Snapping his goggles into place, Maurice exclaims, “What a beautiful day!”
Sean’s smile flashes as he too slips off the bench. “I’ve been waiting for a bluebird like this all season.”
Having secured an early seat on the lift with his three companions, and now clearing the off ramp at the top, Paul cheerfully asks the group, “So, we’re all doing ‘The View Points’?”
Gary hesitates as the other two nod and smile. “I’m not in the mood for something so tame. Is anyone interested in going down ‘Mind Games’ with me?”
All three spin on the tips of their skis and stare at him. Sean is aghast, “First run of the morning, and you want to do a Double Black? Are you nuts?”
“Certifiable. But I love that track. I want to get at it before it’s all chewed up.” He looks from one to the other, hopeful. “Anyone?” He gets nothing but shaking heads and a suggestion to save it for their second run. “Awe, nuts.” He groans. “Go ahead girls, enjoy the scenery of your Blue run.”
Disgusted, doing an about face and pushing off, Gary calls over his shoulder, “See ya at the bottom ladies!”
They watch him, until he disappears behind a strip of trees on the otherwise bare shoulder below a brilliantly white peak. Shrugging, and shaking their heads in disbelief, the three friends drift across the snow covered surface, heading toward the sweetest run on the hill.
“Can you believe him?” Maurice feels abandoned. “I thought the day was set.”
Sean quips, “He’s like that, at the last moment it’s exit, stage right. Let it go.”
“That’s my big brother alright!” Paul declares.
Lined up at the verge, they make their final preparations, ensure everyone is ready, and slip off the edge. The freshly groomed run has seen only a dozen or so skiers passing down it’s length, and they lazily traverse the first stretch.
At the crest of his Double Black Diamond run, named aptly for its deceptive nature, Gary takes note of the sign proclaiming ‘This run has not been evaluated. Exercise caution’. Wiping his goggles clean, he adjusts his balaclava and mutters, “Pussies”, then leaps into the air. Using his poles as a fulcrum, he tosses himself, sideways, downhill.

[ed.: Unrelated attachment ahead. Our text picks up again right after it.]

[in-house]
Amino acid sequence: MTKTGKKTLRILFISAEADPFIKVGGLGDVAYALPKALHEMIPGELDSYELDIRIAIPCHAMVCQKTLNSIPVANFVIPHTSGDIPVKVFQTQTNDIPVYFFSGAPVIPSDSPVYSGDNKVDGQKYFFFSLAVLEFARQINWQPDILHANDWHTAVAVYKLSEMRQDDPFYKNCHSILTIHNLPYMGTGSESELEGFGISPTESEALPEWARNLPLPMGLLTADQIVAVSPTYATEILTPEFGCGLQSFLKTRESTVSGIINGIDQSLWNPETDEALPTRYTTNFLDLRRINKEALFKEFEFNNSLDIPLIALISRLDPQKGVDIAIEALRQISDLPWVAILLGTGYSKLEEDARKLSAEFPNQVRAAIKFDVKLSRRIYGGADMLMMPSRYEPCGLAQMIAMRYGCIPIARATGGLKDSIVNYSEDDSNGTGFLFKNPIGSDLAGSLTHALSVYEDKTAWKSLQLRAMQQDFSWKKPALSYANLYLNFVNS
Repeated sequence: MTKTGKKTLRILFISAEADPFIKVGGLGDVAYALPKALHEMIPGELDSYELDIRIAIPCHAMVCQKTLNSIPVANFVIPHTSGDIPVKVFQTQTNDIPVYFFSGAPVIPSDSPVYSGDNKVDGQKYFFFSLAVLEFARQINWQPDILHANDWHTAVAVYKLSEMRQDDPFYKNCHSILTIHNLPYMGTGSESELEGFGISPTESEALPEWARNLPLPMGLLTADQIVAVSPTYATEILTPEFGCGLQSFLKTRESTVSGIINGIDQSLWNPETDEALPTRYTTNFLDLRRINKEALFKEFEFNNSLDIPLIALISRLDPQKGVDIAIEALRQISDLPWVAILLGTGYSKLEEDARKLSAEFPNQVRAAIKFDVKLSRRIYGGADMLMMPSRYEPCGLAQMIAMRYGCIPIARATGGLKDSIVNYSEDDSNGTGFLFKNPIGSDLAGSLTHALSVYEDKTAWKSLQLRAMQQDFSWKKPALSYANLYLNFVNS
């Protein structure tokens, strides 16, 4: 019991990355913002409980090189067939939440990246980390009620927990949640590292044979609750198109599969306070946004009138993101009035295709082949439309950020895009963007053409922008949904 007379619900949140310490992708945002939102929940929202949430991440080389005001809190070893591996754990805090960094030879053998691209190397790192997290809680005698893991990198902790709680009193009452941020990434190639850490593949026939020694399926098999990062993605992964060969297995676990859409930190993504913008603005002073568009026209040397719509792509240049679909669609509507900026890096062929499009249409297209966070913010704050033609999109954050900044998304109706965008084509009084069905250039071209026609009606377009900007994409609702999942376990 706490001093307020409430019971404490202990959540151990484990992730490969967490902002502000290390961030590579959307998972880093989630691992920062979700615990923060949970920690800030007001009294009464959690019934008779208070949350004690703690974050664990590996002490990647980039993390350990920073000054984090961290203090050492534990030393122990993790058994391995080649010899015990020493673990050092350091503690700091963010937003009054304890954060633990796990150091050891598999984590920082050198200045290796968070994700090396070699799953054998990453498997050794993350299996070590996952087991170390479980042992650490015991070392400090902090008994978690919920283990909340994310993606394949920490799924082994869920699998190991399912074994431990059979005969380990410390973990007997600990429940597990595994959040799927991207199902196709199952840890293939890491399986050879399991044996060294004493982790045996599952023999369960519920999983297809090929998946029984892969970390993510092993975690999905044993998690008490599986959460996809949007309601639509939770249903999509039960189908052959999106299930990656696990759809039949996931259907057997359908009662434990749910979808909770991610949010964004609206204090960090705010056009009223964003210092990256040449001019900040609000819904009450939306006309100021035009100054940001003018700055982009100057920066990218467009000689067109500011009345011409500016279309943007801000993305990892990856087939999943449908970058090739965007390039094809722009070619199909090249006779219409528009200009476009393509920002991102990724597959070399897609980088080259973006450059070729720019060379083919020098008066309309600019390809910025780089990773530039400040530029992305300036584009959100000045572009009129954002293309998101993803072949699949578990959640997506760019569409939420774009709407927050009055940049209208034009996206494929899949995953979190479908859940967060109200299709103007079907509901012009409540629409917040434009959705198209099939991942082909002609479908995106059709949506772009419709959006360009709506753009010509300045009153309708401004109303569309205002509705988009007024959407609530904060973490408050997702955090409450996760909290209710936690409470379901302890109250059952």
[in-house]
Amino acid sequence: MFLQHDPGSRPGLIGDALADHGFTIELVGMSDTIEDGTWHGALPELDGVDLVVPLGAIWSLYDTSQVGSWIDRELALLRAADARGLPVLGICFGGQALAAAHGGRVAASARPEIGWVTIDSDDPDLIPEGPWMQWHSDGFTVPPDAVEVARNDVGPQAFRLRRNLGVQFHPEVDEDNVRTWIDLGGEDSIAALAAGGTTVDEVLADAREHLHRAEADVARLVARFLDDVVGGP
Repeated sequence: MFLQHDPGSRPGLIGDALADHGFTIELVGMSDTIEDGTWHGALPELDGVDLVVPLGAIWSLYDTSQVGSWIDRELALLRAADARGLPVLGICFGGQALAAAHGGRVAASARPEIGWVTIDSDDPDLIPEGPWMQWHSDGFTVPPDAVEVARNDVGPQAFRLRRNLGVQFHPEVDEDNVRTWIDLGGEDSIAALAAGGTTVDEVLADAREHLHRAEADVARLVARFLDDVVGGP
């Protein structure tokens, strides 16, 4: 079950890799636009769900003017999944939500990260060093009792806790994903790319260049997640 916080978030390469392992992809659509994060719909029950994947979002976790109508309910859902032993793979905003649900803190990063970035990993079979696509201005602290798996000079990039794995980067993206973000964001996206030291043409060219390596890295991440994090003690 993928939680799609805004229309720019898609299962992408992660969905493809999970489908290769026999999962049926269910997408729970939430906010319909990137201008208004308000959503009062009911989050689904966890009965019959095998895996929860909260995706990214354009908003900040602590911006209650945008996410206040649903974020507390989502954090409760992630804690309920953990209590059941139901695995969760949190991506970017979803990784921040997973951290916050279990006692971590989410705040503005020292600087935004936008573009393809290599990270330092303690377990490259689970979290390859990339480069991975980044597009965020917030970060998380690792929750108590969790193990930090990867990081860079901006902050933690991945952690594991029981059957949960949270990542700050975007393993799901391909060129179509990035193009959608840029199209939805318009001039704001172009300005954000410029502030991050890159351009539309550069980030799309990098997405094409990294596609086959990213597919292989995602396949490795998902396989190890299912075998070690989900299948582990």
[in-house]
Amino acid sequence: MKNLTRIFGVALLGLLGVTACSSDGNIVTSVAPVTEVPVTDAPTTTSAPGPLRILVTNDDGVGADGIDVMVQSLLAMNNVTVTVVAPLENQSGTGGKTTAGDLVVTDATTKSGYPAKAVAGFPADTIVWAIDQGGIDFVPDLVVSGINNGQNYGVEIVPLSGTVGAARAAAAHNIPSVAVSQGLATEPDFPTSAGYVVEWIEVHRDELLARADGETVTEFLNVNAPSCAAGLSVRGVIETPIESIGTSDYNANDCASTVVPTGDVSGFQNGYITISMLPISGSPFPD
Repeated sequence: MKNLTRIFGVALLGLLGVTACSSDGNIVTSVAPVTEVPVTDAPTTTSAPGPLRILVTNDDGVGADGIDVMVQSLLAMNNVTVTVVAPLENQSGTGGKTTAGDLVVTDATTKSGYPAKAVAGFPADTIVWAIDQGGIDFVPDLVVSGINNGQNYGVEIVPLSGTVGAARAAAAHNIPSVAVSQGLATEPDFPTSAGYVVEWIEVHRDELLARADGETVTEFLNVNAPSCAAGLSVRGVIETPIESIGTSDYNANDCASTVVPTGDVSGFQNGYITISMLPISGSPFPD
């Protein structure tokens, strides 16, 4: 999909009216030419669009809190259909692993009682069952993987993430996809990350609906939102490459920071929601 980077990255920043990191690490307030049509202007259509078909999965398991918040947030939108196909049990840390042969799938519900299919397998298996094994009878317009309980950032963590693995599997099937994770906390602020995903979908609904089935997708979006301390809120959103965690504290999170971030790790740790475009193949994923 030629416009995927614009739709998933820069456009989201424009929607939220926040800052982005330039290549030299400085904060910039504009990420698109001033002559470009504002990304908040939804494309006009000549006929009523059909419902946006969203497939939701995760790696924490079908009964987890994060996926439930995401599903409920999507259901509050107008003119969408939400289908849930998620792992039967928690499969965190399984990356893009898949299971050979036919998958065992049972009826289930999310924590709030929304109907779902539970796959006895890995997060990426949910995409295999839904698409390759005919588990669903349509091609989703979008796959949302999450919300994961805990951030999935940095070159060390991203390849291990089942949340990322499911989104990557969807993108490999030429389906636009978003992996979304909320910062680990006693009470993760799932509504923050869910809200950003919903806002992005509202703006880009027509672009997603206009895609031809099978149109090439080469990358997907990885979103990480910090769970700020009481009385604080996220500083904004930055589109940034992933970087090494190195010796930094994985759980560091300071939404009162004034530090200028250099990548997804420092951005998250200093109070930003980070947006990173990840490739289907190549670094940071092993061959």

This first section is a pounding abuse of the knees and hips. One hundred meters of heavy mogul set on a brutal slope of 50% discourages most of the looky-loos, but it’s exactly what he wants this morning.
Twisting and hopping from one hillock to another, Gary’s heart begins to pound with building anticipation. It’s over far too soon for his liking though, it always is. At least I’m warmed up now. Smiling, he prepares for the next phase.
Exiting the drop delivers him to a hip-swinging fairway where he tucks into a tight slalom for the next three hundred meters. He enjoys testing himself, as well as his equipment, and cuts much more aggressively than necessary.
Hard on the heels of this bracing run, the line of fall takes a sweeping curve to the left. This section is under the sun, only recently and briefly, so he shreds some vicious carving through serious corn.
Gliding from there into a domesticated fall along a decent side slope, he plays with a series of naturally formed moguls. Weaving, dodging, catching air; he thrills within his growing excitement.
Their selected Blue run is a wide and generous one, named for the magnificent scenery available. It’s not uncommon for skis to be sticking upright in the snow at each look out point along the route. People often take hours descending this one.
The first line of four hundred meters leads into a long, well contoured arc to the right. It’s open on their left to expansive views of the opposite range and the valley far below. A clear blue sky and blazing winter sun makes the moment inviting, while the casual line of fall allows them to appreciate the panorama, but they don’t stop. It’s far too early for that. Everyone wants to practice their slalom skills between standing timber, on the way to the sharp left at the bottom of a long, narrow 25% grade.
Riding high at that turn, throwing snow as they cut edges, Sean leads, with Maurice and Paul fast on his tail. The trio cross a shallow run as it drops to another wide arc, this one to the right. The turn, taken leisurely, delivers them to another pull-out. Here, they do come to a stop in a spray of fine powder. Regrouping, the three of them laugh and sip at their hydration packs.
“I hope Gary’s enjoying his run,” Sean pokes at their absent partner, “he’s sure missing a great time over here.”
Paul grumbles, “The man ain’t happy unless he’s about to die.”
Smiling, Maurice confesses, “I’m quite comfortable knowing I can do this all day long.”
Slapping a high-five with him, Paul cheers up. “That’s the truth buddy.”
Flying high into the air off a sharp rise, Gary screams through his rush of adrenaline, and plunges down the alley. Back in shadows again, the temperature bites hard, like his skis have to in the crusted surface battering the boards.